Thursday, October 23, 2014

What if: Interior, the chair

 The solution to coming up with a chair that fits the limited space yet will be comfortable in different situations, such as eating dinner or lounging with a good book, has it's root origins in a design I used in another of my rigs where I needed a set of chairs, adjustable for both upright and lounge sitting, that would also function as legs to support the big double bed when it was folded down. (I was more optimistic about my travel-companion situation back then. . .) Even so, there are some significant differences between the two solutions.

Rather than the basic flat seat and back with thick cushions I used on those early chairs, the starting point for this chair's geometry is the tried and true Adirondack.
The chair seat is a pretty standard 20” wide and is sculpted to be a comfortable shape. Additional comfort can be added with a seat cushion. It doesn't have to be thick or fancy to do the job, in fact the $10 stadium cushion sold pretty much everywhere would do nicely.

The space for the chair is slightly over 22” wide which leaves room at the sides for the supports that are key to the chair functioning in several positions.

 The slightly curved chair-back pivots, including folding forward so the chair can be tucked away when in bed mode. The pipe that acts as the hinge for this also extends beyond the chair sides to rest on the supports mentioned in the previous paragraph. This combination of hing ends and support brackets replaces the back legs usually found on chairs. (You know, so they don’t fall over backwards??)

The front of the seat is held up by a pair of traditional legs resting on the floor. These were necessary because the front of the seat extends too far beyond the bed structure to be supported the same way as the back. The bottom of these legs are radiused because the chair seat, which the legs are rigidly fastened to, will tilt at different angles depending on seating position, so flat-bottomed legs wouldn’t work very well.

How it all works:


To store the chair the back is folded forward, more or less flat to the seat, and the chair pushed back on the side supports to the furthest detente.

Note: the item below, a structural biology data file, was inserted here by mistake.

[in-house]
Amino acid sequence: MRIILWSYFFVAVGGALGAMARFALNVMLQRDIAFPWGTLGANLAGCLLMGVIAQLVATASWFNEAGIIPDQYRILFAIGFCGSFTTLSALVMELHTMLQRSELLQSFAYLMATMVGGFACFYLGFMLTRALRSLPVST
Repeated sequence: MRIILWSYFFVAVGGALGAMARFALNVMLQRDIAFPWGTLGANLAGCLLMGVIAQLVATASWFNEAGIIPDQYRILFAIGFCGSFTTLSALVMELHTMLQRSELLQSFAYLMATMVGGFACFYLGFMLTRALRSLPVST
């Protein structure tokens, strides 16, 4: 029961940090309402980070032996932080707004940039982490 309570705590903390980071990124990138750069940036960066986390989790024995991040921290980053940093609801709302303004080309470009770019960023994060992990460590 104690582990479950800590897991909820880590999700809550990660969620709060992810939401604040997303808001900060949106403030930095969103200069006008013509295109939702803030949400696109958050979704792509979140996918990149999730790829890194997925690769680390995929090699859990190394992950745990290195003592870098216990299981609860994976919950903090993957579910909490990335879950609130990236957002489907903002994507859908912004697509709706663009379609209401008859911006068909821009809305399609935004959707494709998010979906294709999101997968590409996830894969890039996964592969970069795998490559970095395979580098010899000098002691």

The ottoman is then slid under the chair. This tucks the whole thing away so it fits completely under the lowered bed.

To use the chair, the mattress and center mattress support are raised and held in place with a simple strap and hook. The chair is then pulled out to the second detente on the side supports and the back raised to rest against the bottom of the raised mattress support. (This eliminates any additional structure or mechanism, simplifying and lightening the whole shebang.) This position keeps the seat bottom relatively horizontal and the back tilted back from perpendicular a couple degrees and is the ‘sit up and eat’ position.

For a more relaxed seating position, the chair is moved out one more detente. This tilts the seat bottom back about 10 degrees, very much like an Adirondack chair.

Still just resting on the bottom of the raised mattress support, the chair-back is kept at about the same relative angle to the seat, 95 to 97 degrees, again very much like an Adirondack chair.

One final detente keeps the same 10 degree seat bottom angle but reclines the back another 10 degrees or so for even more relaxed sitting.

If I want to be any more relaxed then that then that it’s time to make up the bed!

The exposed mattress platforms on either side of the chair, in addition to being hinged access for the tank and battery areas underneath, act as arm-rests and the large expanse (To the right in this drawing) all the way to the side-wall under what will be the head of the bed, makes a pretty handy end table.

And now to the foot of the matter:

I’m a kick up the feet kind of guy so an ottoman is in order. It has to fit under the chair when stored so that dictates the size. I added a little curve and slant to the top to make it comfortable in a number of positions and, by making the lid hinged and the base a box, I have a place to store small heavy things like the collection of paperbacks and magazines I always carry along.

This setup isn’t perfect and might be a little fiddly, but I think it’s a pretty good use of what I had to work with.

No comments:

Post a Comment